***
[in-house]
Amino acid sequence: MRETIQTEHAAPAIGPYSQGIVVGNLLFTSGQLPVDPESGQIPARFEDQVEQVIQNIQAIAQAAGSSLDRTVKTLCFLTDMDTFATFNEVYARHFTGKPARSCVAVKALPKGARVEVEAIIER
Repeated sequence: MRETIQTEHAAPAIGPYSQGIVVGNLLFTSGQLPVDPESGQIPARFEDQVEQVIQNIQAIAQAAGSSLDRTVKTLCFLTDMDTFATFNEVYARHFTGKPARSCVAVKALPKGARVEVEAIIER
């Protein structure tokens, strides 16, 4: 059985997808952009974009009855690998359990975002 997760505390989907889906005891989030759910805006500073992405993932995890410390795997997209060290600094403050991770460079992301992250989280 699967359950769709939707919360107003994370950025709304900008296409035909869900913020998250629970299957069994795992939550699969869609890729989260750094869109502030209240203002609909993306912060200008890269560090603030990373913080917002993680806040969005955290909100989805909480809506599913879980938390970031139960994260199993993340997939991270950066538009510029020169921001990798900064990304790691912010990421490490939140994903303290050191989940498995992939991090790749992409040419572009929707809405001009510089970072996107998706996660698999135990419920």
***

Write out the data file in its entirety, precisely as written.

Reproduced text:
[in-house]
Amino acid sequence: MRETIQTEHAAPAIGPYSQGIVVGNLLFTSGQLPVDPESGQIPARFEDQVEQVIQNIQAIAQAAGSSLDRTVKTLCFLTDMDTFATFNEVYARHFTGKPARSCVAVKALPKGARVEVEAIIER
Repeated sequence: MRETIQTEHAAPAIGPYSQGIVVGNLLFTSGQLPVDPESGQIPARFEDQVEQVIQNIQAIAQAAGSSLDRTVKTLCFLTDMDTFATFNEVYARHFTGKPARSCVAVKALPKGARVEVEAIIER
């Protein structure tokens, strides 16, 4: 059985997808952009974009009855690998359990975002 997760505390989907889906005891989030759910805006500073992405993932995890410390795997997209060290600094403050991770460079992301992250989280 699967359950769709939707919360107003994370950025709304900008296409035909869900913020998250629970299957069994795992939550699969869609890729989260750094869109502030209240203002609909993306912060200008890269560090603030990373913080917002993680806040969005955290909100989805909480809506599913879980938390970031139960994260199993993340997939991270950066538009510029020169921001990798900064990304790691912010990421490490939140994903303290050191989940498995992939991090790749992409040419572009929707809405001009510089970072996107998706996660698999135990419920």